In Asia, Indian farmers have also been protesting for months against three laws that would liberalise the agricultural market and expose them to the risks of climate change and global prices. They are asking the government to give guarantee on minimum support prices and public procurement for their crops.

Farmers’ Protests in Different Countries in 2024

In Europe, farmers have been protesting against the EU’s environmental and trade policies, which they perceive as unfair and harmful to their interests. In France, thousands of farmers blocked roads and dumped manure in front of government buildings, demanding more support and compensation for the losses caused by droughts, floods, and pests. 

Farmers in Germany rallied against the EU's Green Deal and Farm to Fork strategy in Berlin with tractors, while Romanian farmers protested the EU-Mercosur trade agreement fearing increased cheap imports from South America. Both groups voiced concerns over environmental standards and their competitiveness.

Peasants' protest at the Leipzig Battle of the Nations Monument. Photo Credit: Wikipedia

Asian farmers battle climate change and market liberalization, with thousands in India protesting for months against laws deregulating agriculture, exposing them to global price fluctuations and corporate interests.

The farmers argue that the laws would undermine their guaranteed minimum support prices and public procurement systems, which provide them with some income security and protection from climate shocks. Farmers in Sri Lanka have been protesting against a government ban on chemical fertilizers and pesticides that the government imposed to reduce environmental pollution and health risks.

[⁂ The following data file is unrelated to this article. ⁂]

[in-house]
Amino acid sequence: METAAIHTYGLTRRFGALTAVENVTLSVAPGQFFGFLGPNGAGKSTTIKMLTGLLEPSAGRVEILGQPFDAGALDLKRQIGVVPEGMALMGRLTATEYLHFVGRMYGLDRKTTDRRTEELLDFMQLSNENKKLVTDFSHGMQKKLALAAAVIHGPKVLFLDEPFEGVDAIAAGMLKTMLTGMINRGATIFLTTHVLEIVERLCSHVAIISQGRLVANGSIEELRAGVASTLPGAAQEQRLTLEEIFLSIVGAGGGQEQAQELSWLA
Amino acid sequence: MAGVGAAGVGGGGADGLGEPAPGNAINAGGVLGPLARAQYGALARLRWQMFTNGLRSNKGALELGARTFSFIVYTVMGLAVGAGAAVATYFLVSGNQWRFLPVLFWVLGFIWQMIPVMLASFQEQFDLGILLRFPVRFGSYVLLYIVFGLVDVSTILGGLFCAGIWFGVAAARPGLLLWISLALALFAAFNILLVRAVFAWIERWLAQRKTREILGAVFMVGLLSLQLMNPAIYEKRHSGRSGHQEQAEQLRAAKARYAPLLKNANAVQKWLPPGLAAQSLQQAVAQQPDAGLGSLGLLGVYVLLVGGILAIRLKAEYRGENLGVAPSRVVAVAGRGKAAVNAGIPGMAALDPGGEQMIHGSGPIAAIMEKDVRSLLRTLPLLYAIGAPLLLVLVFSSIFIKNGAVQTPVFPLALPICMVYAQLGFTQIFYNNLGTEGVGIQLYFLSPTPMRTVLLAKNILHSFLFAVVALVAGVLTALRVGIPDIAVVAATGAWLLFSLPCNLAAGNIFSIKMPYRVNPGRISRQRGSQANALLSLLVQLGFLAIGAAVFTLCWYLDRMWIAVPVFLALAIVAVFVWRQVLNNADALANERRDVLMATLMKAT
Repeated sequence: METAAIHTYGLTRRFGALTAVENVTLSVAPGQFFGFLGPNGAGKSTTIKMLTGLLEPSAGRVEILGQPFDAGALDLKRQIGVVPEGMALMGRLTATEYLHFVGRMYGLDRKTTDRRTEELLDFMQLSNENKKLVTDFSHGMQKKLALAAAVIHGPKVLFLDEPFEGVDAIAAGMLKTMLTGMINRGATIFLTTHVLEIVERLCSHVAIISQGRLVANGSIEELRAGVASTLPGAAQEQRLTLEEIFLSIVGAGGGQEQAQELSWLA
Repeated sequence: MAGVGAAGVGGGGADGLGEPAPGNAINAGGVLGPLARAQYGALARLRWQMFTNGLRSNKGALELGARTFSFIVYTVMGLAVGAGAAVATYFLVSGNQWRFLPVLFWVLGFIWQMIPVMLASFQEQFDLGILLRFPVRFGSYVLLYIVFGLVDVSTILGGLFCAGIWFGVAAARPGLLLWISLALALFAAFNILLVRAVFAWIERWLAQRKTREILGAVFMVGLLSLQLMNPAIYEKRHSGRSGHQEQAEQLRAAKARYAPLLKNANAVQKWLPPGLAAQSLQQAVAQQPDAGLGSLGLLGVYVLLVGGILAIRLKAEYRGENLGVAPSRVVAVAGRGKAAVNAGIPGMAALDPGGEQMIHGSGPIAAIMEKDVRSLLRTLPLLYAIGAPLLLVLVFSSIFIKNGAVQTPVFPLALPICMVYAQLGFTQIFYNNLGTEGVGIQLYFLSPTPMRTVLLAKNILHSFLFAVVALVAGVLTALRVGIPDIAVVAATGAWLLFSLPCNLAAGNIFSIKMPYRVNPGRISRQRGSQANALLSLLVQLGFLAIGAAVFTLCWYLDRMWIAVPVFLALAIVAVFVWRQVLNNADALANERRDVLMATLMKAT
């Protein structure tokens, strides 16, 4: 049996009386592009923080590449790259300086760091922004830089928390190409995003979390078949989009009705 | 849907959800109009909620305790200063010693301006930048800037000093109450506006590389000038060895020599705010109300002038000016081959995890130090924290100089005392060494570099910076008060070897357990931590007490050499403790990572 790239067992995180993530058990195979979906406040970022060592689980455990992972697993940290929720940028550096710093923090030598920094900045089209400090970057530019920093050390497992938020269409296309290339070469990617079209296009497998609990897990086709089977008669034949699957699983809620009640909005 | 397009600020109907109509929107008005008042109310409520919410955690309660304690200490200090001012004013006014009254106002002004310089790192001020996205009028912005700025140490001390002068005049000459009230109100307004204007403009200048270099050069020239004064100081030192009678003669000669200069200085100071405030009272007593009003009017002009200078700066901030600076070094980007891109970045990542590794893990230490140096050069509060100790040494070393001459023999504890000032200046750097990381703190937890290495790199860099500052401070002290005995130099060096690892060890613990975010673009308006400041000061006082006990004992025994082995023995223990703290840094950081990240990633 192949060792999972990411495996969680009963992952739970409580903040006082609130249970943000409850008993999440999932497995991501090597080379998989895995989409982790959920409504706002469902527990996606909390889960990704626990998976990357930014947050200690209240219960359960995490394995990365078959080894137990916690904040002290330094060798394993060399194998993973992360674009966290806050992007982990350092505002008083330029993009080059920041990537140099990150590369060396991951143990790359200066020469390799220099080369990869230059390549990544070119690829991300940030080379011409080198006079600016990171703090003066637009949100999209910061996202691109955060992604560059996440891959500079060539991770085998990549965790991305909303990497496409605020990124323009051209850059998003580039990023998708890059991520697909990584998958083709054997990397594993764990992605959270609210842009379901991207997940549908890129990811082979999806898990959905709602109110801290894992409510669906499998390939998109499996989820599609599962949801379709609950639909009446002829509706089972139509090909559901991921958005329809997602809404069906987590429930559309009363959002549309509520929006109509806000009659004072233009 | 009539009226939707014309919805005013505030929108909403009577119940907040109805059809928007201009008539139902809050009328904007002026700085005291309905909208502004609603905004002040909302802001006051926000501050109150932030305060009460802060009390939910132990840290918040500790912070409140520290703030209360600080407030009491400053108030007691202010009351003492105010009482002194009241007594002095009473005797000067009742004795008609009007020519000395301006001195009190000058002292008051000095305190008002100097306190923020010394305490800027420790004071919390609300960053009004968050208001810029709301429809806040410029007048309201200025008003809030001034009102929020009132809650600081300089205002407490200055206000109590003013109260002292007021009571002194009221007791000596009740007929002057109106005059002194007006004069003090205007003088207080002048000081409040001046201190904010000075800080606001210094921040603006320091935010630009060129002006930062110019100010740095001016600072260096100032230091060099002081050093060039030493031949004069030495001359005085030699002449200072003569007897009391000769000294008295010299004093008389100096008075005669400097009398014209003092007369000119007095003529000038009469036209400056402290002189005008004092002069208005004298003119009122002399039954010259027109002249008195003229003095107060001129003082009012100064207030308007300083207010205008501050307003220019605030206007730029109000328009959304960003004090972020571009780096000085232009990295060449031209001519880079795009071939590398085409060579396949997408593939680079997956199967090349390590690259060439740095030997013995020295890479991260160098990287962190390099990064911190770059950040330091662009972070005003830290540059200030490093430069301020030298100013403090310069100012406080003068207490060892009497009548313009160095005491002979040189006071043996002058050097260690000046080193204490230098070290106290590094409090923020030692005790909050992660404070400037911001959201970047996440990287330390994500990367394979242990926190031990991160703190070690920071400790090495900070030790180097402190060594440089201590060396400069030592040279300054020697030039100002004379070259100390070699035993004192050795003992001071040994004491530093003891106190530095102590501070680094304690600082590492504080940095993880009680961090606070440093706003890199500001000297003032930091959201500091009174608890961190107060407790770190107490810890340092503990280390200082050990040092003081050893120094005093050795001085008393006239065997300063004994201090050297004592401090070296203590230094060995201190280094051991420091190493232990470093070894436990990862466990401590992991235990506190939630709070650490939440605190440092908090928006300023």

The farmers claim that the ban would reduce their crop yields and quality and that they have not been provided with adequate alternatives or assistance.

African farmers, particularly in Zimbabwe, grapple with climate change effects on food security, and recurrent droughts reducing maize yields and income. Although receiving government aid and subsidies, they seek increased support, including investment in irrigation, seeds, and extension services.

In Ethiopia, farmers have been coping with the impacts of the desert locust invasion, which has devastated their crops and pastures. The government and its partners have been conducting aerial and ground spraying operations to control the locusts, but the farmers say they need more help to recover their losses and restore their livelihoods.


The German government’s plan to phase out a tax break on agricultural diesel sparked nationwide protests by farmers on January 8 this year. The farmers feared that the subsidy cuts would drive them to bankruptcy. The conflict between the government and the farmers is unlikely to be resolved soon, as the next meeting of the Bundesrat is scheduled for March 22.

The government later revised its budget cut plans by dropping a proposal to end a car tax exemption for farming vehicles and instead gradually reducing the agricultural diesel subsidies.

However, the German farmers were not satisfied and demanded that the subsidies be fully restored. The Financial Times reported that the subsidy issues were the main cause of the protests, but a German farmer named Frank Schmidt told the outlet that he and his fellow farmers were already fed up.

The protests also expressed broader dissatisfaction with the German government, as the farmers complained about regulations and cheap imported food. The demonstrations reached a peak in mid-January when about 30,000 protesters and thousands of tractors blocked Berlin’s city centre, the Guardian reported.